Category Archives: La Splenda Vita

Another Year Older, Another Year Wiser

Last Saturday, a few of us went out for our friend’s 27th birthday. We got a late dinner at Otto, after having a few drinks at the bar first, then ventured south of Washington Square Park for a few more cocktails at The Dove Parlour.

After a night of reflection, we’ve come to the following realization:

M: i lose my banana (republic) winter hat

me: nooo! the nubby teal one?
M: it was greyyyy!!
wah
me: noooooo
saddest thing ever
M: i think it was my bday night
every time i have a cocktail in a martini glass i lose an accessory
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New, Shiny Object

My mind is full of a lot of useless information.

So–it does not amaze me that I can quote the site, What White People Like, almost two years after its 15 minutes of fame (and a book deal).

This reference refers to #72: Study Abroad:

“By attending school in another country, white people are technically living in another country.  This is important as it gives them the opportunity to insert that fact into any sentence they please. ‘When I used to live in [insert country], I would always ride the train to school.  The people I’d see were inspiring.'”

Case in point: my new Gelaskins iPod cover, for my NEW iPod (thanks CP), which now gives me the opportunity to insert the fact that I too, studied abroad, and like to refer to it as much as I see fit.

This British WWII poster design, resurrected by interior designers in 2009, allows me to wear my heart for the UK on my iPod sleeve, which reminds me of when used to live in Bath, England for a semester, which was clearly very inspiring.

I’m a little too excited.

Chilly, And Not Quite Sure What The Universe Is Telling Me

Have you ever paused while crossing a street or running an errand to feel a strong sense of deja vu, where you can’t tell if you are in a similar situation as once before, or if perhaps, the moment reminds you of something you read in a book or watched on tv?

The mind works in mysterious ways. I find that ever since I moved to Hoboken and started working in NYC a few years ago, like a passing rain shower, much of the pop culture I was exposed to at a young age has a tendency to submerge me into a fit of deja vu when I least expect it.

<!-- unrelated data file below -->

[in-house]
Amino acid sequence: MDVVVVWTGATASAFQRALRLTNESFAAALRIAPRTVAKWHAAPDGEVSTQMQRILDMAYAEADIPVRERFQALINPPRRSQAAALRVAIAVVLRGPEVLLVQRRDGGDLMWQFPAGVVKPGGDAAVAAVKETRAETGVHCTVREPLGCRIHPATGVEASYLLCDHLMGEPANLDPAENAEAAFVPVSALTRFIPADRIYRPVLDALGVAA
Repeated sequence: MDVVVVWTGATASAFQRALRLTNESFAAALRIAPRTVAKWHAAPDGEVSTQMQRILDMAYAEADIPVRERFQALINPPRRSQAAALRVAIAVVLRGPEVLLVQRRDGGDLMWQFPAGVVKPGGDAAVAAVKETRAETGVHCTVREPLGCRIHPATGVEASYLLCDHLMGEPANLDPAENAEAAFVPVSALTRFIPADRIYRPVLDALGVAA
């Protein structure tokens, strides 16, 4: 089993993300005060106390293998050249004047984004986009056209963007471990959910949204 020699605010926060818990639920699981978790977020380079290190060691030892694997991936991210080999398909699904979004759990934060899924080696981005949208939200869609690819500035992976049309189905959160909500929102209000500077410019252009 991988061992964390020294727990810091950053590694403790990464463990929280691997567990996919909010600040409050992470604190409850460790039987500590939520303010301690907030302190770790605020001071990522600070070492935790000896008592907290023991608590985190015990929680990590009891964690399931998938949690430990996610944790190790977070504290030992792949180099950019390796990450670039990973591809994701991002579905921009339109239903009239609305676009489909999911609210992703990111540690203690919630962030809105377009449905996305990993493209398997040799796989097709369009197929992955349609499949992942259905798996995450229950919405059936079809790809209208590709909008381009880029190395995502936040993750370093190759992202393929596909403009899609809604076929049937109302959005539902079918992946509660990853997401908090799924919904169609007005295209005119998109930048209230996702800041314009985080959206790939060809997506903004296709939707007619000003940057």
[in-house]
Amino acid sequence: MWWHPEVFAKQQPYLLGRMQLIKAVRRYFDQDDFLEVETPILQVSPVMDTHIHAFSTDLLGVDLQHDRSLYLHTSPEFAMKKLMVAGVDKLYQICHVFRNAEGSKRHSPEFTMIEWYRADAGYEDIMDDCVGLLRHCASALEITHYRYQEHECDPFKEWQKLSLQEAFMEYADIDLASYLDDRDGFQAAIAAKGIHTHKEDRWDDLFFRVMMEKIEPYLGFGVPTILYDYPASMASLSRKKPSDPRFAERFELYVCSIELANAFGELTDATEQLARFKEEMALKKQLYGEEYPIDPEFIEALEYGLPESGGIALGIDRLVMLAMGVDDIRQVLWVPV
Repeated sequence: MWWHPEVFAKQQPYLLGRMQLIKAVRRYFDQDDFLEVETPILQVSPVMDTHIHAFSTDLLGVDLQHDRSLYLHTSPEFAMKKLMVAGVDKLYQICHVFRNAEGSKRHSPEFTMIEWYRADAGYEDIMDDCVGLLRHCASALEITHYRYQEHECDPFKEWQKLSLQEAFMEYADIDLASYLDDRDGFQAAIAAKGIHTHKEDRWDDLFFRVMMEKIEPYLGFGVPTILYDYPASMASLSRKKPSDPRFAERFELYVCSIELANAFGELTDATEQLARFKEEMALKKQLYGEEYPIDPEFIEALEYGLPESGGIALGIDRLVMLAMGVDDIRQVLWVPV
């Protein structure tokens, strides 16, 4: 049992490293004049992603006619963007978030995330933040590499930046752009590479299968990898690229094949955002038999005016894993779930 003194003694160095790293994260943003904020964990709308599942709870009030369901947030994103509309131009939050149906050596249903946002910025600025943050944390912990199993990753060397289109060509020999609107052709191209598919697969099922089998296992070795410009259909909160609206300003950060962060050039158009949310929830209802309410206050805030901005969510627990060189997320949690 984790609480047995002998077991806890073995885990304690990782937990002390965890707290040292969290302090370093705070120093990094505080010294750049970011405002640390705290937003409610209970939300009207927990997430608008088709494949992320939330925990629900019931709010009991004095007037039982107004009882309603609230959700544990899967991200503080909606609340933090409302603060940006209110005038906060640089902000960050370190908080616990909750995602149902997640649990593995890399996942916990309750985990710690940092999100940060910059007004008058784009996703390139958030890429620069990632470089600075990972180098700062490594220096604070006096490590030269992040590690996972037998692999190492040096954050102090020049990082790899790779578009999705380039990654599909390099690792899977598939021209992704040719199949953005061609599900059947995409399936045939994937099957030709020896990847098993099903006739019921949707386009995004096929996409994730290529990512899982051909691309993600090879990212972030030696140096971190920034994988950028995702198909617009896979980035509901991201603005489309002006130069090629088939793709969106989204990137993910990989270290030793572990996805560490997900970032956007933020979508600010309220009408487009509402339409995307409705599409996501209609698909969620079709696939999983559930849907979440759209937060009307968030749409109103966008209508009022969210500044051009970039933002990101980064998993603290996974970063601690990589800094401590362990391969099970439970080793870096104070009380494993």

I find it ironic that as I’ve gotten older, I’ve taken a greater liking to kiddie movies, since besides watching the Wizard of Oz and my share of Disney films, most films I grew up watching were written and directed by New Yorkers.  Since my mom grew up in NYC, and my dad also moved and lived there for a few years before my parents got married, perhaps as a way to cushion their fall into suburbia to raise my sister and I, my parents had a large collection of movies with a very NYC sense of humor. From a young age I was exposed to the ridiculousness of Mel Brooks and Woody Allen, even before I understood all the jokes. There were also the true family favorites, like the film version of Neil Simon’s Barefoot in the Park.

Barefoot in the Park stars Jane Fonda and Robert Redford as newlyweds, and it was released in 1967. It’s very New York, it’s very 1960’s, and overall, it’s just a sweet, camp, romantic movie. I still don’t think I understand how deeply this film is rooted in my subconscious. I always thought (and still do) that I would end up falling in love in New York, and make living in a tiny apartment on W. 4th Street glamorous in between Neil Simon-like witty banter and rapid fire come-backs.

Everyone once in a while, my little dream of living out this film does resonate in real life, though, not always in the way I expect.

One particular great line in the movie is when Corie (Jane Fonda) and Paul (Robert Redford) are arguing:

Corrie: Well you’re a funny kind of drunk, Paul. You just sat there watching your coat.

Paul: I was watching my coat because I saw someone else watching my coat!

I can’t tell you how fast this line propelled itself to the front of my memory this past Saturday night, when I was out a bar on the Lower East Side. After leaving my coat on a hook under the bar, someone else was really watching my coat at the bar, and then apparently, decided to wear it out.

Silly me–not listening to my Neil Simon instincts.

I’m not quite sure what the universe is telling me in these moments. Was watching NYC-centric movies as a kid my parent’s way of teaching me street smarts? Why did I hang up my coat considering I had the same thing happen to me in February, on the LES? Is the LES a coat-eating demon monster? Will I one day live on W. 4th St.? Tell me Magic 8 ball!!

Maybe I will, maybe I won’t. Maybe the LES is a demon, maybe it’s not. But two things are for sure–I won’t be hanging my coat anywhere besides my arm, and Barefoot in the Park is still one of my favorite movies. Lessons learned.

Impatient Nation

From the 9-10-10 edition of Hoboken’s Progress…

Patience may be a virtue, but in today’s world, it’s also endangered.

If I could rename generation Y, instead of “millennials” or “generation internet” I would call us “generation impatient”.

I first became aware of my symptoms during a breakfast at work. There I was, at my desk, contemplating eating a banana. It was a little green at the edges, and originally, I thought, “I’ll just wait until tomorrow for it to ripen.”

I had acknowledged this. I had accepted it. But due to the lack of patience my generation suffers from, I was a goner.

hmmm...i wanted to jump from day 4 to day 6...within 30 minutes...where was my flux capacitor??

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